John Morris (not to be confused with the other John Morris who scored Peyton Reed's teen comedy Bring it On in 2000) has to be one of the most undervalued American composers ever. The entire film industry stood up and took note back in 1980, when Morris released his poignant score for David Lynch's film The Elephant Man, earning universal respect due to its moving string sections and confident orchestration. This would be the composer's ultimate breakthrough before sinking back into a sea of mundane projects. This state of affairs would prove an obstacle to Morris' artistry. In spite of everything, John Morris has managed to fashion some tremendous music throughout his career, on a level that Hollywood could not possibly comprehend. John Morris was born in October 1926 in Elizabeth, New Jersey (U.S.A). The composer's early career was made easier thanks to the surfacing of Mel Brooks, a clown-come-director with the most delightful personality, an eccentric Jewish comedian with an instantly identifiable sense of humour. Morris' first three compositions comprise a Ron Winston picture in 1970 ("The Gamblers") and two Mel Brooks spoof movies in 1968 and 1970 once again ("The Producers" and "The Twelve Chairs"). While John Morris would profit from his long-term collaboration with Mel Brooks, scoring another 7 movies together, it could be argued that the comicalness of these movies overtakes the musical backdrop, despite the fact that these elements are perfectly combined.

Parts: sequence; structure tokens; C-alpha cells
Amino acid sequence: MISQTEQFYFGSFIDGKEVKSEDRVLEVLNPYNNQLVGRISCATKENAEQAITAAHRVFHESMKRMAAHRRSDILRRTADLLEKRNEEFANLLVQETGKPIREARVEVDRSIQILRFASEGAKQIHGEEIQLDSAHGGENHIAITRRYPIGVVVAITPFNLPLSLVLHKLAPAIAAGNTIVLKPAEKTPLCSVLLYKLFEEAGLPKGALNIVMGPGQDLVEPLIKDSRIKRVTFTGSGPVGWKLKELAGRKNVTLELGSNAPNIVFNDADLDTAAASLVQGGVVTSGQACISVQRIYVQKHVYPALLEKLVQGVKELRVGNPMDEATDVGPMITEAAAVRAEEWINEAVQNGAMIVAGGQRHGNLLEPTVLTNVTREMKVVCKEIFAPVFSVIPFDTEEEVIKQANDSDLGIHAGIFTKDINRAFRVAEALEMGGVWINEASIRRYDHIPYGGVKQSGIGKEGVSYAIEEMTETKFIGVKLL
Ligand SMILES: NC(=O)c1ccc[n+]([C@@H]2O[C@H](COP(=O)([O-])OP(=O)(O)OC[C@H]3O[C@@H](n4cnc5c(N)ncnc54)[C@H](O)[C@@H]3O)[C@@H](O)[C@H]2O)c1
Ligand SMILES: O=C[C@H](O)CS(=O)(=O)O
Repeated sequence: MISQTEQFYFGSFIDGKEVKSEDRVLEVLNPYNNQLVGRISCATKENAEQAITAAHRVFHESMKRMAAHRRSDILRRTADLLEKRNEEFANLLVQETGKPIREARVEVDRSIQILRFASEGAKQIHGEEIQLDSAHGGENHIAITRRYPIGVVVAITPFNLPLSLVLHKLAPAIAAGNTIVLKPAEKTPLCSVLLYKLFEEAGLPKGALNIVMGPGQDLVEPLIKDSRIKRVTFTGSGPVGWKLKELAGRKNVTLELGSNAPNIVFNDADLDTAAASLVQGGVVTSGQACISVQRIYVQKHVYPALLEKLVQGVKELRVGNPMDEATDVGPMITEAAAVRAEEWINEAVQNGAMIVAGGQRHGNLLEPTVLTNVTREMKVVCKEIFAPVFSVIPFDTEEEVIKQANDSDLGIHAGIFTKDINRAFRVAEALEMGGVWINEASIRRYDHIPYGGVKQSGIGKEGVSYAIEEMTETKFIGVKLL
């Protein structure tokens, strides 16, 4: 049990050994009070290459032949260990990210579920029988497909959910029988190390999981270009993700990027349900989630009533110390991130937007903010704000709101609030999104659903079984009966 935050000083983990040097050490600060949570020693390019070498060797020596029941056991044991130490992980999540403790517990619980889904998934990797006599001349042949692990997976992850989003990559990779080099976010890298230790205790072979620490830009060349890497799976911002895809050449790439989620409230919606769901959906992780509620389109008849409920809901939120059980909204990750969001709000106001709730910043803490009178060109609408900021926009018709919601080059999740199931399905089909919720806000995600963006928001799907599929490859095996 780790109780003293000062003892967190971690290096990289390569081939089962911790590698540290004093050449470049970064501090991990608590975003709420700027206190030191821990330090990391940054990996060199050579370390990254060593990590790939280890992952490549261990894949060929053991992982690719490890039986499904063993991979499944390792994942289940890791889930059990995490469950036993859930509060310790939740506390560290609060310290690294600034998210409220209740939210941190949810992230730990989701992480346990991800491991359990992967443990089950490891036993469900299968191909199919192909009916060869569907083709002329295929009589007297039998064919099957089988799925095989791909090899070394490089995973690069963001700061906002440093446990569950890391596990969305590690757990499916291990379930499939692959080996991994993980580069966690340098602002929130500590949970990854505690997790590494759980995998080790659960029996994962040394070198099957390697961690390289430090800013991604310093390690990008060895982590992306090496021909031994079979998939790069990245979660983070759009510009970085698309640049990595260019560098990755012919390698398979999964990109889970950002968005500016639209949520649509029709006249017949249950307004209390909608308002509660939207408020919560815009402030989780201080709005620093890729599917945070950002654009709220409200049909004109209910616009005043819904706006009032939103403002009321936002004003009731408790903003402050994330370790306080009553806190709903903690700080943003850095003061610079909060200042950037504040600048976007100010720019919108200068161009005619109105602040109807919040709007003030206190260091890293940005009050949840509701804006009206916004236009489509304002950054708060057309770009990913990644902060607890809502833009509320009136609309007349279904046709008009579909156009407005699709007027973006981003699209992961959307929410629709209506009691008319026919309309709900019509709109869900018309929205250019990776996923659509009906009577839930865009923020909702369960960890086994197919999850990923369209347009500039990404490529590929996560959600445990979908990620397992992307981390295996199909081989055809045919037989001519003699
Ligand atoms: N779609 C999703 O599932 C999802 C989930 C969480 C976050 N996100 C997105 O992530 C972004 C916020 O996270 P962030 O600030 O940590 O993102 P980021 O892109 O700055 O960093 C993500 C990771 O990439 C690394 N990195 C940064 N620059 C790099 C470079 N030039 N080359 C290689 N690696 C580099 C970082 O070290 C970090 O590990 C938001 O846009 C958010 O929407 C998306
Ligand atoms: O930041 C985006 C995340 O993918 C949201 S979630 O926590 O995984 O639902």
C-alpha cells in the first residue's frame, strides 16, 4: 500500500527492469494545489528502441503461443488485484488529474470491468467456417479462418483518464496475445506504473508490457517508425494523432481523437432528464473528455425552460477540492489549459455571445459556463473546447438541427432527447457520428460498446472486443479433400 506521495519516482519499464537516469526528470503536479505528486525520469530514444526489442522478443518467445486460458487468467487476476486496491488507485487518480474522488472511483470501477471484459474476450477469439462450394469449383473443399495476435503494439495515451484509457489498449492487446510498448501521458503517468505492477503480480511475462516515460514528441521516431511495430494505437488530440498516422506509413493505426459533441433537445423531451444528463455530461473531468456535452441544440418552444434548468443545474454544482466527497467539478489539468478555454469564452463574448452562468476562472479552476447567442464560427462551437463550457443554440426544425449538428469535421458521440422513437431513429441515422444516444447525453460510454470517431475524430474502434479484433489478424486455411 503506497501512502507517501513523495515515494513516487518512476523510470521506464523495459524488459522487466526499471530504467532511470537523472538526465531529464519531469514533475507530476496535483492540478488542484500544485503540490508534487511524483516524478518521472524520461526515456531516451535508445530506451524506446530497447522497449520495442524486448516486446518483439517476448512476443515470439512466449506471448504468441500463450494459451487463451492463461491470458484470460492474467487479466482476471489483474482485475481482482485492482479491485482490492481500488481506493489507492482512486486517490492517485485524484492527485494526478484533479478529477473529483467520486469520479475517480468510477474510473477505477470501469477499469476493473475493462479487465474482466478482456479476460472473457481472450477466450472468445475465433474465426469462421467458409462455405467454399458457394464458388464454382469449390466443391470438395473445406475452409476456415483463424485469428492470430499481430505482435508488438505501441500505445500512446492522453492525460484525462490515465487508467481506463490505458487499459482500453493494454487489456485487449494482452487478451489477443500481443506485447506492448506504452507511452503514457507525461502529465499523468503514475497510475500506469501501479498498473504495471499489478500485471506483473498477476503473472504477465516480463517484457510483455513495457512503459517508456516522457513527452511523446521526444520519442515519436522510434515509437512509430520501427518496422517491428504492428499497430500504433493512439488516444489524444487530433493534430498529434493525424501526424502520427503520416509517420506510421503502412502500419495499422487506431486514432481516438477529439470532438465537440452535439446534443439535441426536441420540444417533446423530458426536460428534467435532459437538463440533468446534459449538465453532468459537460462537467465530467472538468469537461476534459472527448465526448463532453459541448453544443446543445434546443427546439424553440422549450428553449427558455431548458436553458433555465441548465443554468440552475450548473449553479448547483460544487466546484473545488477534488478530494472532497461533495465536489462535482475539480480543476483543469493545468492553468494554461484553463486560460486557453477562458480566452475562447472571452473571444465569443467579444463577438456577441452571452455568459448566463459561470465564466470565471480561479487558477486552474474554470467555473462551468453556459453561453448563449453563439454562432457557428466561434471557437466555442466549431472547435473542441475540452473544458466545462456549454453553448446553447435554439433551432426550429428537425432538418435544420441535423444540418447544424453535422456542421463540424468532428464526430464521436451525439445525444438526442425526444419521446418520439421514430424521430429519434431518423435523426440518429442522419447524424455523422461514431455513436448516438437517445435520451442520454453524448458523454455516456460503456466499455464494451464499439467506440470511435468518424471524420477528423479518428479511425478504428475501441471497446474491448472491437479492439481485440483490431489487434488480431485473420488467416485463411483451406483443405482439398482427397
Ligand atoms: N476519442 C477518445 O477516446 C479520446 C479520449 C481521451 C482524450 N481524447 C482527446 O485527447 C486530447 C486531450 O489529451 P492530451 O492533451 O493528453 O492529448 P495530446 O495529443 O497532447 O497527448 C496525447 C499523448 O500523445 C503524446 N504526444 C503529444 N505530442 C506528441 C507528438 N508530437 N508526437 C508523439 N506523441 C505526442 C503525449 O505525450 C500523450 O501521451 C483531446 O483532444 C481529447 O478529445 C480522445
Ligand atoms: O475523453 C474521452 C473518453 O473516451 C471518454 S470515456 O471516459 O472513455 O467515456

"Blazing Saddles", Mel Brooks' third film, hit the screens in 1974, and marked John Morris' return to orchestration from a few years pause. By that time, Mel Brooks' cinematic concept was somewhat of a love-hate relationship with critics; on the other hand, John Morris was getting more and more successful in capturing his audience's interest. As a matter of fact, the uplifting tones and familiar climate of Morris' score for Blazing Saddles won the hearts of the audience and the critics. Most importantly the title song (a joint effort with Mel Brooks supplying the words) was recognised with a nomination at the Academy Awards in 1975 for "Best Original Song". The score for Blazing Saddles wasn't John Morris' only fruitful work from 1974, as he also composed the soundtrack to another Mel Brooks comedy the very same year "Young Frankenstein". Although the film is typical of Brooks' sense of humour, Morris' music is a fine piece of dramatic scoring; the ambiguity here being that the American film industry did not seem to notice the score at all. The music for "Young Frankenstein" contains the most gorgeous violin sections ever, providing emotion for Brooks' film that would be non-existent otherwise.
At the end of the seventies, nearing the awkward consumer-boom era of the 80s, Morris was drafted into both the commercial TV arena as well as some rather pointless productions. This period would however bring along some fairly interesting projects like "World War II, when Lions Roared" in 1994, as well as a 1996 documentary called "With God on our Side: The Rise of the Religious Right in America". In such productions, John Morris' music was rather traditional but never less satisfactory. During the course of his commercial years, he continued scoring films for his friend Mel Brooks, as well as "Ironweed" by Hector Babenco in 1987, and most notably Michael Toshiyuki Uno's 1988 movie "The Wash". The composer's most intense and inspired soundtrack came around in 1980: the score to David Lynch's Elephant Man. John Morris arranged his beautiful strings sections in such a perceptive manner that it has an immediate impact on the film's audience. With a clear understanding of the cinematic material he was dealing with, Morris set out to make film score history.
The soundtracks listed below are all available on CD, and we also recommend you look out for "Silent Movie". Our review of The Elephant Man has more detail about this particular soundtrack, and also check our review of "The Producers" Stage Musical (subsequently made into a film musical) for which Mel Brooks has sole credit for composing the music.